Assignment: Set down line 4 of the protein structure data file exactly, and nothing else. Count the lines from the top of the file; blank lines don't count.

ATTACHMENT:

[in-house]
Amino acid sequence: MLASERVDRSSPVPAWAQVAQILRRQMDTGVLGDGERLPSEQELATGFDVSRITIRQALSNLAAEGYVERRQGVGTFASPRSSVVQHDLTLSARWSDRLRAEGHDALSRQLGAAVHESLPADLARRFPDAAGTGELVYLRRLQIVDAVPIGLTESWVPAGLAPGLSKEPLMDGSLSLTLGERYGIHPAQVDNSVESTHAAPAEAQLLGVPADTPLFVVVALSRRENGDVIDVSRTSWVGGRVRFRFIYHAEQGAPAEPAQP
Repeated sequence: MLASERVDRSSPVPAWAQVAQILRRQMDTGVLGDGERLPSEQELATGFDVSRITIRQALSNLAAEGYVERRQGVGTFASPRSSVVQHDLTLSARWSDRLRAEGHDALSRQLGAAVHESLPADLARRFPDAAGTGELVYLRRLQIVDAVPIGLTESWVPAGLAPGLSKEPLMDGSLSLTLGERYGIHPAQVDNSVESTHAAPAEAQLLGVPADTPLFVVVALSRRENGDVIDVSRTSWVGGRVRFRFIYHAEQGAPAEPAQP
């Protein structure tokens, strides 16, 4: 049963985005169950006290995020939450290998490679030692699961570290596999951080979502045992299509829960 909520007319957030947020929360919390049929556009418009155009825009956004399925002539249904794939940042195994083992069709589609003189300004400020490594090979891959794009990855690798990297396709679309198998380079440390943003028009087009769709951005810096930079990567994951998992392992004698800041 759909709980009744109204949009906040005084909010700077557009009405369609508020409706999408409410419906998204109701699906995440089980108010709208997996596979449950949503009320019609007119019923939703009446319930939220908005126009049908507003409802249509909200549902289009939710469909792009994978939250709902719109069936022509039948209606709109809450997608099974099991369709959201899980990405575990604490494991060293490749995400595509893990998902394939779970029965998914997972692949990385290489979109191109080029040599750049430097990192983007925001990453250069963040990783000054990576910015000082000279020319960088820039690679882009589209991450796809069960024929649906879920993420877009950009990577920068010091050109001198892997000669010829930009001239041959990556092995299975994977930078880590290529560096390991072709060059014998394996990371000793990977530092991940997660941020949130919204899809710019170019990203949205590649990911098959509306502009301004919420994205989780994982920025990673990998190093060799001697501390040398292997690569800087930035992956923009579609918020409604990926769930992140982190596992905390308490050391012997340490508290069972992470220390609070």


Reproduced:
């Protein structure tokens, strides 16, 4: 049963985005169950006290995020939450290998490679030692699961570290596999951080979502045992299509829960 909520007319957030947020929360919390049929556009418009155009825009956004399925002539249904794939940042195994083992069709589609003189300004400020490594090979891959794009990855690798990297396709679309198998380079440390943003028009087009769709951005810096930079990567994951998992392992004698800041 759909709980009744109204949009906040005084909010700077557009009405369609508020409706999408409410419906998204109701699906995440089980108010709208997996596979449950949503009320019609007119019923939703009446319930939220908005126009049908507003409802249509909200549902289009939710469909792009994978939250709902719109069936022509039948209606709109809450997608099974099991369709959201899980990405575990604490494991060293490749995400595509893990998902394939779970029965998914997972692949990385290489979109191109080029040599750049430097990192983007925001990453250069963040990783000054990576910015000082000279020319960088820039690679882009589209991450796809069960024929649906879920993420877009950009990577920068010091050109001198892997000669010829930009001239041959990556092995299975994977930078880590290529560096390991072709060059014998394996990371000793990977530092991940997660941020949130919204899809710019170019990203949205590649990911098959509306502009301004919420994205989780994982920025990673990998190093060799001697501390040398292997690569800087930035992956923009579609918020409604990926769930992140982190596992905390308490050391012997340490508290069972992470220390609070």